The acoustic arms race between bats and moths has been carried out for some 65 million years – ever since bats evolved echolocation to find their prey.
Moths have since been under massive evolutionary pressure to evolve defences in order to survive, and one of these adaptations – the tiny scales on their wings – could hold the key to transforming future noise-cancelling technology.
This is according to a new study published in Proceedings of the Royal Society A: Mathematical Physical and Engineering Sciences.
“Moths are going to inspire the next generation of sound-absorbing materials,” says senior author Marc Holderied, professor of sensory biology in the School of Biological Sciences at the University of Bristol, UK.
“New research has shown that one day it will be possible to adorn the walls of your house with ultra-thin sound-absorbing wallpaper, using a design that copies the mechanisms that gives moths stealth acoustic camouflage.”
Moth wings naturally absorb sound
Previously, these researchers had discovered that the wings of moths provide protection from bat echolocation through porous nanostructure scales on their surface that absorb sound.
The scales on moth wings are about 100–200 microns long and only 1 to 2 microns thick (smaller than the wavelength of the highest frequency sound used in echolocation by bats). This means they don’t reflect sound waves back to the bat, instead they vibrate and turn the sound into kinetic energy.
Now, scientists have studied whether this structure could inform the design of mounted sound absorption, by studying the ability of moth wings affixed to a surface to absorb sound.
“What we needed to know first was how well these moth scales would perform if they were in front of an acoustically highly reflective surface, such as a wall,” says Holderied. “We also needed to find out how the mechanisms of absorption might change when the scales were interacting with this surface.”
They examined this by placing small sections of moth wings on an aluminium disc and then testing how the orientation of the wing (with respect to the incoming sound), and the removal of layers of scales, affected sound absorption.
Remarkably, they found that the wings absorbed as much as 87% of incoming sound energy when mounted on top of a solid surface, while also absorbing a wide range of frequencies (broadband) coming from many different angles (omnidirectional).
“What is even more impressive is that the wings are doing this whilst being incredibly thin, with the scale layer being only 1/50th of the thickness of the wavelength of the sound that they are absorbing,” explains lead author Dr Thomas Neil, a researcher in the School of Biological Sciences at the University of Bristol.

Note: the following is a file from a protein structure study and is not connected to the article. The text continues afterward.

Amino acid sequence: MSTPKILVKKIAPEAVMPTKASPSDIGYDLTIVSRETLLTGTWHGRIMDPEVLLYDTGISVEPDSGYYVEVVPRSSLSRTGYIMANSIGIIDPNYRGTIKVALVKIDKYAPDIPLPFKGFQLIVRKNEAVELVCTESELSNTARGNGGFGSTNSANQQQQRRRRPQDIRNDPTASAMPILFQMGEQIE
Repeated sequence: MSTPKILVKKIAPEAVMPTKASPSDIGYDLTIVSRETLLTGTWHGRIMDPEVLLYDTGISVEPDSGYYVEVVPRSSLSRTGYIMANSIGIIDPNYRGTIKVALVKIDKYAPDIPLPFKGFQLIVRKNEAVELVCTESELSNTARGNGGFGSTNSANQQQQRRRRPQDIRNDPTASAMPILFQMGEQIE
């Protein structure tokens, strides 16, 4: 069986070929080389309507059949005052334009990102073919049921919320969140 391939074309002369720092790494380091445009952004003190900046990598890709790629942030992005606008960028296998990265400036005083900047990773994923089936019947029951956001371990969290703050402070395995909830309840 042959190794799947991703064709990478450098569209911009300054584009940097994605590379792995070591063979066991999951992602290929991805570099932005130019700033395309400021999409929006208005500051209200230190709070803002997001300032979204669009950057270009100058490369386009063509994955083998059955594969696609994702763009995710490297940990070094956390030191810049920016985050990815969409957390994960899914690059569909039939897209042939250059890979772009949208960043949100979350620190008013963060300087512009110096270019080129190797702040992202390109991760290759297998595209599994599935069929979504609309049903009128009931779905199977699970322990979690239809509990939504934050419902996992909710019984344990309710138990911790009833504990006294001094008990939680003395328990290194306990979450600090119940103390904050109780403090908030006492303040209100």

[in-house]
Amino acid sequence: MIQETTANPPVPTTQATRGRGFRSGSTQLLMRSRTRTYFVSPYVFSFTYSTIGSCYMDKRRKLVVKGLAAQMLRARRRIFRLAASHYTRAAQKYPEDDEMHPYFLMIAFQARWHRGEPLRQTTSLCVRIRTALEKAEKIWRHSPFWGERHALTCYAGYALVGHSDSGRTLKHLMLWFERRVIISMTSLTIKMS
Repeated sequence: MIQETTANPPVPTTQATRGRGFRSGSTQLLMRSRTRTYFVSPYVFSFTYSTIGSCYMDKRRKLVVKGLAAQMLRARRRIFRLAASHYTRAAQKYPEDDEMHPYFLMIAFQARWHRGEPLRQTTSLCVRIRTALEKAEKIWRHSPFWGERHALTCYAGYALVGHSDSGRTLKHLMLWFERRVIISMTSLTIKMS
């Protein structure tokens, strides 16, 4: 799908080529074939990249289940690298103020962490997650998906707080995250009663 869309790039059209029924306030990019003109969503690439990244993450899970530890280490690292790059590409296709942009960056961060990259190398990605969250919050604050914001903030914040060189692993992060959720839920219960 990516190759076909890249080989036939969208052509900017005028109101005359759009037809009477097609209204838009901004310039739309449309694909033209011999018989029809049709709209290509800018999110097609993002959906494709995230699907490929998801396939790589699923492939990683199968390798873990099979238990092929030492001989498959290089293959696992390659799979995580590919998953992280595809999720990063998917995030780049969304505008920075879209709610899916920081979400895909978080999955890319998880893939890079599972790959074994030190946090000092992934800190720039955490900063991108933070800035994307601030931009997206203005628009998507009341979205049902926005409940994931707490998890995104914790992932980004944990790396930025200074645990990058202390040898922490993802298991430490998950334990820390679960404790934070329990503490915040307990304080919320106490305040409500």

“This extraordinary performance qualifies the moth wing as a natural-occurring acoustic-absorbing metasurface, a material that has unique properties and capabilities that are not possible to create using conventional materials.”
Implications for building and travel
The creation of ultra-thin sound-absorbing panels has implications for both the building industry and travel.
As cities become louder, the need for non-intrusive sound mitigation grows, and lightweight sound-absorbing panels could also have huge impacts on the travel industry, where any weight saved in planes, cars and trains increases their efficiency.
Until now, the sound absorption studied has been at ultrasound frequencies – which are above the range that humans can perceive – since bats’ echolocation uses sound waves within that range.
This isn’t practical for use in sound mitigation, since such technologies would need to dampen the noise pollution that’s audible to humans.
Now, the scientists plan to tackle the challenge of replicating the moth wings’ sound-absorbing capabilities by designing and building prototypes that work at lower frequencies – within the realm of human hearing.
Originally published by Cosmos as Moth wings could be used to inspire sound-absorbing wallpaper
Imma Perfetto is a science journalist at Cosmos. She has a Bachelor of Science with Honours in Science Communication from the University of Adelaide.
Read science facts, not fiction...
There’s never been a more important time to explain the facts, cherish evidence-based knowledge and to showcase the latest scientific, technological and engineering breakthroughs. Cosmos is published by The Royal Institution of Australia, a charity dedicated to connecting people with the world of science. Financial contributions, however big or small, help us provide access to trusted science information at a time when the world needs it most. Please support us by making a donation or purchasing a subscription today.